Once you have your list of keywords, the next step is to use your targeted keywords in the content of your site. Each page on your site should focus on a core term and a “basket” of other terms that are related to it. Here’s what an on-page SEO-friendly page looks like:
Let’s look at a few important, basic on-page elements you need to know about if you want search engines to send people to your site:
Even though Google is trying to figure out what a page is really about and is de-emphasizing (and even punishing) the use of keywords in a manipulative way, it is still important to include the term (and related terms) you want to rank for on your pages. And the title tag of your page is the best place to put your keyword.
The title tag is not the main title of your page. Most of the time, the headline you see on a page is an H1 or H2 HTML element. The source code of your page is put into a meta tag, which is what you see at the top of your browser:
The length of a title tag that Google will show varies (it’s based on pixels, not character counts), but a good rule of thumb is between 55 and 60 characters. If you can, you should use your main keyword, and if you can do that naturally and interestingly, you can also add some related words around that term.
Keep in mind, though, that the title tag is often what a searcher will see when they look up your page. It’s what shows up as the “headline” in organic search results, so you should also think about how clickable your title tag is.
The title tag is like the headline of your search listing. The meta description, which is another meta HTML element that can be changed in your site’s code but isn’t seen on your actual page, is like extra ad copy for your site.
Google isn’t always strict about what they show in search results, so your meta description might not always show. However, if you write a compelling description of your page that makes people more likely to click, you can get a lot more traffic.
(Don’t forget that showing up in search results is just the beginning! You still have to get people to visit your site and then do what you want them to do.
Here’s a real-world example of a meta description that appears in search results:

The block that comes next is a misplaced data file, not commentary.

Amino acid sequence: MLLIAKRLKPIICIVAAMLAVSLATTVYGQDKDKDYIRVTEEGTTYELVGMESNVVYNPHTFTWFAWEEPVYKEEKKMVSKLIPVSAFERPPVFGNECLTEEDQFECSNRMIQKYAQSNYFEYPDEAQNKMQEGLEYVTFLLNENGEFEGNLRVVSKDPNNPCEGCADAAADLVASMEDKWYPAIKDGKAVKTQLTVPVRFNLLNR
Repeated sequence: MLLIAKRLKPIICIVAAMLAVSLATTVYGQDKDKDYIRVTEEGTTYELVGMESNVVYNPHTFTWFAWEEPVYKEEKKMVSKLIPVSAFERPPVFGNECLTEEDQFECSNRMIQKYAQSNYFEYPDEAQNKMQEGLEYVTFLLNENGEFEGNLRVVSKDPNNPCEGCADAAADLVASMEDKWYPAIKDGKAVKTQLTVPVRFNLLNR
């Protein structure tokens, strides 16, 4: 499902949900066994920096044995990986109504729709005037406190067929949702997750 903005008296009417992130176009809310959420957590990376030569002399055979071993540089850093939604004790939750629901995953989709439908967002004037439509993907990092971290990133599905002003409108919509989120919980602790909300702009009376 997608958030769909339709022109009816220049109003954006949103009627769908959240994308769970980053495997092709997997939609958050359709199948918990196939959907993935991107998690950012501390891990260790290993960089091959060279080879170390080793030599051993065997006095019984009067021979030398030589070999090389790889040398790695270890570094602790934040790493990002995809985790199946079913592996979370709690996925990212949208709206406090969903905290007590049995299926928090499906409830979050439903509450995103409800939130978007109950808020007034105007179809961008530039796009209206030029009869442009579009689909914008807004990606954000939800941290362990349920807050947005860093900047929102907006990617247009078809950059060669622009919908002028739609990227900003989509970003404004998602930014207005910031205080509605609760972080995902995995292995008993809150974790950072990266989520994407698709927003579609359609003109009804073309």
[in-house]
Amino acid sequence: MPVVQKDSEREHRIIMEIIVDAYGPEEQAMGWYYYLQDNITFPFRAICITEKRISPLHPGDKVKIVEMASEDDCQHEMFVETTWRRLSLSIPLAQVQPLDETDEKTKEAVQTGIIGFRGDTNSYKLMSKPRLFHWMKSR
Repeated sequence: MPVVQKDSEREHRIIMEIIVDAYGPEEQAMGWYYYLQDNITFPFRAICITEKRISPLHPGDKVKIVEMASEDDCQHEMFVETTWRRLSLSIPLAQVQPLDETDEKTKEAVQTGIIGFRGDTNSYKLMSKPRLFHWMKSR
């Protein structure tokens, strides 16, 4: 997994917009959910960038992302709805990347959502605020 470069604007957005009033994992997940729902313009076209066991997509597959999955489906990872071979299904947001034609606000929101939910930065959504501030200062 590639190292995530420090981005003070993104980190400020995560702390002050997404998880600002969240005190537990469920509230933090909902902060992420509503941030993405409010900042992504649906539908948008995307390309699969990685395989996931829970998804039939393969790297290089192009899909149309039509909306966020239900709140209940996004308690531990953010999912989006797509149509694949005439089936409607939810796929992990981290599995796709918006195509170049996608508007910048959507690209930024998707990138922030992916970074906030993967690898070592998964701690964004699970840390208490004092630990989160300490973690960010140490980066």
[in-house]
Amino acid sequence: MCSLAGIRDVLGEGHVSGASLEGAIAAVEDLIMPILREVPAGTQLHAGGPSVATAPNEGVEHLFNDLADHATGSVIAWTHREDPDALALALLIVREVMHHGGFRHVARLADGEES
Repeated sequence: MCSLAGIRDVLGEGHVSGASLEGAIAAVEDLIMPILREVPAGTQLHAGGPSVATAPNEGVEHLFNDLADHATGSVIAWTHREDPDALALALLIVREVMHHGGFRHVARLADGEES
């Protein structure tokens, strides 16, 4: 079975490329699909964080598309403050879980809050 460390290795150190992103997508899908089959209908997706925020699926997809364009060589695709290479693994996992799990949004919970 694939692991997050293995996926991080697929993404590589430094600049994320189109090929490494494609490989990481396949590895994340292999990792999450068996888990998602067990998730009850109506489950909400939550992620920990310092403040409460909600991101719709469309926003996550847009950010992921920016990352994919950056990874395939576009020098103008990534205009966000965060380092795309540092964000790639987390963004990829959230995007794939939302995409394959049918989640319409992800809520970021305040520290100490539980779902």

Your page’s actual content is, of course, very important. Different kinds of pages will have different “jobs.” For example, your “cornerstone” content, which you want lots of people to link to, needs to be very different from your “support” content, which you want your users to quickly find and use.
Still, Google has been giving more and more weight to certain types of content. Here are a few things to keep in mind as you build out any page on your site:
1.) Thick and Unique Content: There is no magic number for word count, and if you have a few pages of content on your site with a few to a couple of hundred words, you won’t fall out of Google’s good graces. However, recent Panda updates, in particular, favor longer, unique content.
If you have a lot (like thousands) of pages with only 50–200 words of content or a lot of duplicated content where the only thing that changes is the page’s title tag and maybe one line of text, that could get you in trouble. Look at your site as a whole.
Are a lot of your pages thin, duplicated, and not very useful? If so, try to find a way to “thicken” those pages, or check your analytics to see how much traffic they’re getting. Then, use a noindex meta tag to keep them from showing up in search results, so Google doesn’t think you’re trying to rank low-quality pages by adding a lot of them to their index.
2.)Engagement: Google is putting more weight on metrics that measure the engagement and user experience. You can change this by making sure your content answers the questions people are asking, which will make them more likely to stay on your page and interact with your content.